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Chalking and Walking Because Black Lives Matter


Source: Tedglick.com

Photo by John Doukas/Shutterstock.com

 

It was about 6 am this morning, and I was in the last part of today’s several times a week, 1 ½ hour, north Jersey bike ride, my freedom time. I was feeling pretty good, still high after my participation in yesterday’s historic demonstration of many thousands in Newark against racist police violence and white supremacy. Long-time residents of Newark said it was the largest demonstration they had seen in many decades.

All of a sudden I started seeing Black Lives Matter messages on the pavement within a Nutley, NJ park that I was riding through. Then I started seeing young people, teenagers, mainly women and mainly white, stretching out for what became a quarter of a mile, chalking literally dozens of messages, including: “We See You, We Hear You, We Mourn With You, We Stand With You, We Fight With You, Black Lives Matter”—“Remember George Floyd”—“Remember Ahmaud Arbery”—“Remember Breonna Taylor”—“Donate to Fund Racial Justice at Black Lives Matter”—“If You Are Neutral in Situations of Injustice, You Have Chosen the Side of the Oppressor, Desmond Tutu.”

As I rode my bike by these wonderful, inspiring young people, I gave every one of them a thumbs up or said, “good job,” or “great work.” It was like a gift from God.

As I continued my ride, I began thinking that I should go back and take some pictures, so after I got home, I got in our car and did just that. The young people were still there when I arrived, and after I took a number of pictures I spoke with one of them, an Asian American woman. I told her who I was, that I have been working on racial justice issues in NJ for 20 years, and that I was at the big demonstration yesterday in Newark. I asked her if their group was an organized thing, and she said no, that what had happened was that one of them who had gone to the Newark demonstration yesterday had texted to the others with this chalking idea. They were all Nutley residents. And like young people often do, they didn’t waste any time putting the idea into effect.

These are the kinds of things that happen when a mass movement is alive and well, inspiring and moving new people to action.

Nutley is not exactly a hotbed of anti-racism, or of progressive activism in general. It’s a predominantly Italian American town historically, though there have been some demographic changes in recent decades. For these young Nutley residents to be taking this early morning action was very noteworthy.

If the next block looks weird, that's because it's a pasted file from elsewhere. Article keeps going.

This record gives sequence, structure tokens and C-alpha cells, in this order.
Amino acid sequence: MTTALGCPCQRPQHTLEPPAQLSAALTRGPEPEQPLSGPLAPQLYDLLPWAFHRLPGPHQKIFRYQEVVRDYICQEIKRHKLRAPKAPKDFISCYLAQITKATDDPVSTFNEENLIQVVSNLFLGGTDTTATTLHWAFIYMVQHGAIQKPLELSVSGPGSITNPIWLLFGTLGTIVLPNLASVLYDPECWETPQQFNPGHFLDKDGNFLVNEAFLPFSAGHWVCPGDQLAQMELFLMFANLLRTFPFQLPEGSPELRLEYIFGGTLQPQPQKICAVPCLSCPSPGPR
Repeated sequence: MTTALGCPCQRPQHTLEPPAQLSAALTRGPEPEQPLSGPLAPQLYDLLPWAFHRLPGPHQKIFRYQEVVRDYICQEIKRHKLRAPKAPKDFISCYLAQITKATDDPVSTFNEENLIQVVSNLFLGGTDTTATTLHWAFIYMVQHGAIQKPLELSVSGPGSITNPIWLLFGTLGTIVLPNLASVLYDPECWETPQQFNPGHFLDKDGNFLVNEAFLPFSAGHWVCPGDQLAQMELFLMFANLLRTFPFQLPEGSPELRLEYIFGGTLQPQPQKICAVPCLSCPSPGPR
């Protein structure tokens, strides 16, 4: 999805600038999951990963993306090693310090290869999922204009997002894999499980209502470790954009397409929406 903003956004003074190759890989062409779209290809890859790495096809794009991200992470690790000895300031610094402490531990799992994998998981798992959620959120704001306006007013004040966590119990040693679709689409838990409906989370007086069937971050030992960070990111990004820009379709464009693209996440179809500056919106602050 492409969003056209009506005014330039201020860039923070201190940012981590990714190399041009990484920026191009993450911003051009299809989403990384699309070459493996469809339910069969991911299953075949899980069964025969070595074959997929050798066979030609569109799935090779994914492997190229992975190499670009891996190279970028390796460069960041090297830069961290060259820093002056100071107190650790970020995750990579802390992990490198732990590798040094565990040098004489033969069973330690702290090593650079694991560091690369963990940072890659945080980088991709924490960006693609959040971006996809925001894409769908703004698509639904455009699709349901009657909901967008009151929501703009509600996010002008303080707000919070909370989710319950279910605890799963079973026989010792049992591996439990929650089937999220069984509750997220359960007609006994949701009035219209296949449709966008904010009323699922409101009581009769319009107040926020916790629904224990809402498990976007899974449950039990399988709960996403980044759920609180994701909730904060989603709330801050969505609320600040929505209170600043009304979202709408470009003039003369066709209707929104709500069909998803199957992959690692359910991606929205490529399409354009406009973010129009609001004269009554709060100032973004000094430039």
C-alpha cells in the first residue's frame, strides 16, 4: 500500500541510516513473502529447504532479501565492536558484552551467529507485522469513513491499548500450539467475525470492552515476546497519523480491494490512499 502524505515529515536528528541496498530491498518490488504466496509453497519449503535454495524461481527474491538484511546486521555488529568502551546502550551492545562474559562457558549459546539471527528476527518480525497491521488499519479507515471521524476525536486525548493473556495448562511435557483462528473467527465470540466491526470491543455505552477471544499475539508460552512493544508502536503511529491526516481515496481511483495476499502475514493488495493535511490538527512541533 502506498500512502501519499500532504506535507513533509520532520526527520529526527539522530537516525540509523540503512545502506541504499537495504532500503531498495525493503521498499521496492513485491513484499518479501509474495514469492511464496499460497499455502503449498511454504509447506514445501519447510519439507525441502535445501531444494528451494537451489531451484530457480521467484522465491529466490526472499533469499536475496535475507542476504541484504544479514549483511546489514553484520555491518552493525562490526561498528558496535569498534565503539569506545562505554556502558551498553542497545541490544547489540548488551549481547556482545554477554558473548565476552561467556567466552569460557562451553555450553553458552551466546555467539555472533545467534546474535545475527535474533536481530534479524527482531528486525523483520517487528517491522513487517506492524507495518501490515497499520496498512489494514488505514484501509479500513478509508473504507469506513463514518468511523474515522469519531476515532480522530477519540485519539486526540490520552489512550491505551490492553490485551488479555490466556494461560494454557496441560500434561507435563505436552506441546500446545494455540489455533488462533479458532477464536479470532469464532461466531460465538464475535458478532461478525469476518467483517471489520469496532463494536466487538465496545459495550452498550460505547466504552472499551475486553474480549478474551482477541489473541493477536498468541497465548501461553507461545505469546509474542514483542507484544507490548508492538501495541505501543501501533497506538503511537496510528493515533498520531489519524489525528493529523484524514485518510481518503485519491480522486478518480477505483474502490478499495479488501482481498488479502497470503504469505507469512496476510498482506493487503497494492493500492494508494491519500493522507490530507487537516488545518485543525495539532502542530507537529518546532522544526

One of the many good things about the massive demonstration in Newark yesterday was the unity in action on the part of the predominantly Black and very multi-racial gathering. Larry Hamm, leader of the People’s Organization for Progress which called the action, made it clear over the loudspeaker to a lot of applause that if people were there for something other than the planned mass march for justice, they should go somewhere else. News reports this morning indicated that later in the day there was some minimal violence by some demonstrators, but none during the several hours of the march for justice.

I have no idea where all of the energy, overwhelmingly positive, of this multi-racial uprising against white supremacy is going to lead, as far as systemic changes in the way the racist US criminal justice system and individual police function. Right now, it sure looks like conditions have ripened for this piece of the progressive agenda, in addition to Medicare for All, a Green New Deal, a humane and just immigration policy and more, to become a top priority over the coming months.

That will only happen if not just Black people and other people of color but growing numbers of white people, like those chalking this morning, speak out and take action, taking Desmond Tutu’s words to heart and publicly rejecting the oppressive and racist system.

Ted Glick is the author of the just published Burglar for Peace: Lessons Learned in the Catholic Left’s Resistance to the Vietnam War. Past writings and other information can be found at https://tedglick.com, and he can be followed on Twitter at https://twitter.com/jtglick.

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